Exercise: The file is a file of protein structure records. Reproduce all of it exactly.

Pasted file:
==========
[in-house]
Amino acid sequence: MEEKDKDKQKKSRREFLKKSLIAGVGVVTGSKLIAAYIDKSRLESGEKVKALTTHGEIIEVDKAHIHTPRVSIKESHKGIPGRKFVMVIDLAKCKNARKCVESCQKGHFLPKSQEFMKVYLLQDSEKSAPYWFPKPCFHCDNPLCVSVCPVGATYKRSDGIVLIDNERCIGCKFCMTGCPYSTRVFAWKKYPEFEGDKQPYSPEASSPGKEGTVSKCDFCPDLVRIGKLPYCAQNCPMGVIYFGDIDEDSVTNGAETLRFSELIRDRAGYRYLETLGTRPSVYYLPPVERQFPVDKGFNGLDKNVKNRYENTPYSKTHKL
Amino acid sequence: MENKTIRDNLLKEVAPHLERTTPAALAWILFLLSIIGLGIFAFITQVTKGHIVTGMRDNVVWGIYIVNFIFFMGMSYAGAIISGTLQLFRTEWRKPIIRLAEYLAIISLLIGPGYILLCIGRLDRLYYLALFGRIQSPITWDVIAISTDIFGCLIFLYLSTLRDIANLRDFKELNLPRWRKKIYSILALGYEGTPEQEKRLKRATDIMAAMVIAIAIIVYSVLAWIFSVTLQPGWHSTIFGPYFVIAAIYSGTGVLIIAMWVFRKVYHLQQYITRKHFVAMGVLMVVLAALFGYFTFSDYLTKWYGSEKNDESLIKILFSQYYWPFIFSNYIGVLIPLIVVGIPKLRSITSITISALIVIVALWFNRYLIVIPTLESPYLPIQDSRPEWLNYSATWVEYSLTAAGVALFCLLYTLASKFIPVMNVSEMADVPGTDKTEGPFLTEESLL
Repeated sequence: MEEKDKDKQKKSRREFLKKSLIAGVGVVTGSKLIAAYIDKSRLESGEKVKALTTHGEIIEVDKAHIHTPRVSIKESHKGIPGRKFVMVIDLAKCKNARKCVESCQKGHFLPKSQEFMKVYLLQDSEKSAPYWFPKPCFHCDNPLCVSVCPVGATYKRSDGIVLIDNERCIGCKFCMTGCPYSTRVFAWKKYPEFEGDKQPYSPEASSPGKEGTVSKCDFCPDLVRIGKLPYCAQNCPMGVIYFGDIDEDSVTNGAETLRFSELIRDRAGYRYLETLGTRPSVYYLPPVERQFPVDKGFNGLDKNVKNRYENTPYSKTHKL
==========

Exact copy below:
[in-house]
Amino acid sequence: MEEKDKDKQKKSRREFLKKSLIAGVGVVTGSKLIAAYIDKSRLESGEKVKALTTHGEIIEVDKAHIHTPRVSIKESHKGIPGRKFVMVIDLAKCKNARKCVESCQKGHFLPKSQEFMKVYLLQDSEKSAPYWFPKPCFHCDNPLCVSVCPVGATYKRSDGIVLIDNERCIGCKFCMTGCPYSTRVFAWKKYPEFEGDKQPYSPEASSPGKEGTVSKCDFCPDLVRIGKLPYCAQNCPMGVIYFGDIDEDSVTNGAETLRFSELIRDRAGYRYLETLGTRPSVYYLPPVERQFPVDKGFNGLDKNVKNRYENTPYSKTHKL
Amino acid sequence: MENKTIRDNLLKEVAPHLERTTPAALAWILFLLSIIGLGIFAFITQVTKGHIVTGMRDNVVWGIYIVNFIFFMGMSYAGAIISGTLQLFRTEWRKPIIRLAEYLAIISLLIGPGYILLCIGRLDRLYYLALFGRIQSPITWDVIAISTDIFGCLIFLYLSTLRDIANLRDFKELNLPRWRKKIYSILALGYEGTPEQEKRLKRATDIMAAMVIAIAIIVYSVLAWIFSVTLQPGWHSTIFGPYFVIAAIYSGTGVLIIAMWVFRKVYHLQQYITRKHFVAMGVLMVVLAALFGYFTFSDYLTKWYGSEKNDESLIKILFSQYYWPFIFSNYIGVLIPLIVVGIPKLRSITSITISALIVIVALWFNRYLIVIPTLESPYLPIQDSRPEWLNYSATWVEYSLTAAGVALFCLLYTLASKFIPVMNVSEMADVPGTDKTEGPFLTEESLL
Repeated sequence: MEEKDKDKQKKSRREFLKKSLIAGVGVVTGSKLIAAYIDKSRLESGEKVKALTTHGEIIEVDKAHIHTPRVSIKESHKGIPGRKFVMVIDLAKCKNARKCVESCQKGHFLPKSQEFMKVYLLQDSEKSAPYWFPKPCFHCDNPLCVSVCPVGATYKRSDGIVLIDNERCIGCKFCMTGCPYSTRVFAWKKYPEFEGDKQPYSPEASSPGKEGTVSKCDFCPDLVRIGKLPYCAQNCPMGVIYFGDIDEDSVTNGAETLRFSELIRDRAGYRYLETLGTRPSVYYLPPVERQFPVDKGFNGLDKNVKNRYENTPYSKTHKL